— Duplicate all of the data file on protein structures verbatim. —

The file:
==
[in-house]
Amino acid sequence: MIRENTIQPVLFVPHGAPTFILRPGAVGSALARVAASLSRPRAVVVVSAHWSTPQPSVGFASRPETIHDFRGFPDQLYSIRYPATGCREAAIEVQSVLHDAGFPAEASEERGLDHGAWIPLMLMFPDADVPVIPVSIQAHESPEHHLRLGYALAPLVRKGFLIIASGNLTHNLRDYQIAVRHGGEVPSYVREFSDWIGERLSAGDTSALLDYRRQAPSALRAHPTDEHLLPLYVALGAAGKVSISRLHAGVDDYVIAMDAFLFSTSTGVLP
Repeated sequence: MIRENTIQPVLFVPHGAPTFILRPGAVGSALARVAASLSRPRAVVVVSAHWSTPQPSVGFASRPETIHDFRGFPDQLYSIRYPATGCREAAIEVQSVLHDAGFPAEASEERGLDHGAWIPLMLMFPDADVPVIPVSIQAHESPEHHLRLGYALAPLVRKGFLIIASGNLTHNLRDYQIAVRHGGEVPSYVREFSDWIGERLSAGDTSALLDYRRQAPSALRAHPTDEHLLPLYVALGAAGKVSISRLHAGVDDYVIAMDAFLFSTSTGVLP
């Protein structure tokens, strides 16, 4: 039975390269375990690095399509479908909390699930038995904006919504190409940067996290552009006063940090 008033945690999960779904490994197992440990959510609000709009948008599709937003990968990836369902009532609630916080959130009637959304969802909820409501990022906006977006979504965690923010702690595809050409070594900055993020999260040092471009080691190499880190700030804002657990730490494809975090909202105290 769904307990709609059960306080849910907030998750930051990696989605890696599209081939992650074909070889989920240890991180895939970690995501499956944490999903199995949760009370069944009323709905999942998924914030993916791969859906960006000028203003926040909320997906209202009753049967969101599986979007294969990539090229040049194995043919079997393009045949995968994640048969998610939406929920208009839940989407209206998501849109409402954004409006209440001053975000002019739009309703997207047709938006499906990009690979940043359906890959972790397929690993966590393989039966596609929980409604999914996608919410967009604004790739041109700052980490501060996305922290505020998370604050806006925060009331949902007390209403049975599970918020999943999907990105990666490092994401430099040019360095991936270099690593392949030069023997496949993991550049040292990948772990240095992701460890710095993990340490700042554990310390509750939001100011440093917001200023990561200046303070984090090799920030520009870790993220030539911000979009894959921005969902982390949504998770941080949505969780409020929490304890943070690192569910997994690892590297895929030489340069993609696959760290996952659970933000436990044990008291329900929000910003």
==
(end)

[in-house]
Amino acid sequence: MIRENTIQPVLFVPHGAPTFILRPGAVGSALARVAASLSRPRAVVVVSAHWSTPQPSVGFASRPETIHDFRGFPDQLYSIRYPATGCREAAIEVQSVLHDAGFPAEASEERGLDHGAWIPLMLMFPDADVPVIPVSIQAHESPEHHLRLGYALAPLVRKGFLIIASGNLTHNLRDYQIAVRHGGEVPSYVREFSDWIGERLSAGDTSALLDYRRQAPSALRAHPTDEHLLPLYVALGAAGKVSISRLHAGVDDYVIAMDAFLFSTSTGVLP
Repeated sequence: MIRENTIQPVLFVPHGAPTFILRPGAVGSALARVAASLSRPRAVVVVSAHWSTPQPSVGFASRPETIHDFRGFPDQLYSIRYPATGCREAAIEVQSVLHDAGFPAEASEERGLDHGAWIPLMLMFPDADVPVIPVSIQAHESPEHHLRLGYALAPLVRKGFLIIASGNLTHNLRDYQIAVRHGGEVPSYVREFSDWIGERLSAGDTSALLDYRRQAPSALRAHPTDEHLLPLYVALGAAGKVSISRLHAGVDDYVIAMDAFLFSTSTGVLP
């Protein structure tokens, strides 16, 4: 039975390269375990690095399509479908909390699930038995904006919504190409940067996290552009006063940090 008033945690999960779904490994197992440990959510609000709009948008599709937003990968990836369902009532609630916080959130009637959304969802909820409501990022906006977006979504965690923010702690595809050409070594900055993020999260040092471009080691190499880190700030804002657990730490494809975090909202105290 769904307990709609059960306080849910907030998750930051990696989605890696599209081939992650074909070889989920240890991180895939970690995501499956944490999903199995949760009370069944009323709905999942998924914030993916791969859906960006000028203003926040909320997906209202009753049967969101599986979007294969990539090229040049194995043919079997393009045949995968994640048969998610939406929920208009839940989407209206998501849109409402954004409006209440001053975000002019739009309703997207047709938006499906990009690979940043359906890959972790397929690993966590393989039966596609929980409604999914996608919410967009604004790739041109700052980490501060996305922290505020998370604050806006925060009331949902007390209403049975599970918020999943999907990105990666490092994401430099040019360095991936270099690593392949030069023997496949993991550049040292990948772990240095992701460890710095993990340490700042554990310390509750939001100011440093917001200023990561200046303070984090090799920030520009870790993220030539911000979009894959921005969902982390949504998770941080949505969780409020929490304890943070690192569910997994690892590297895929030489340069993609696959760290996952659970933000436990044990008291329900929000910003």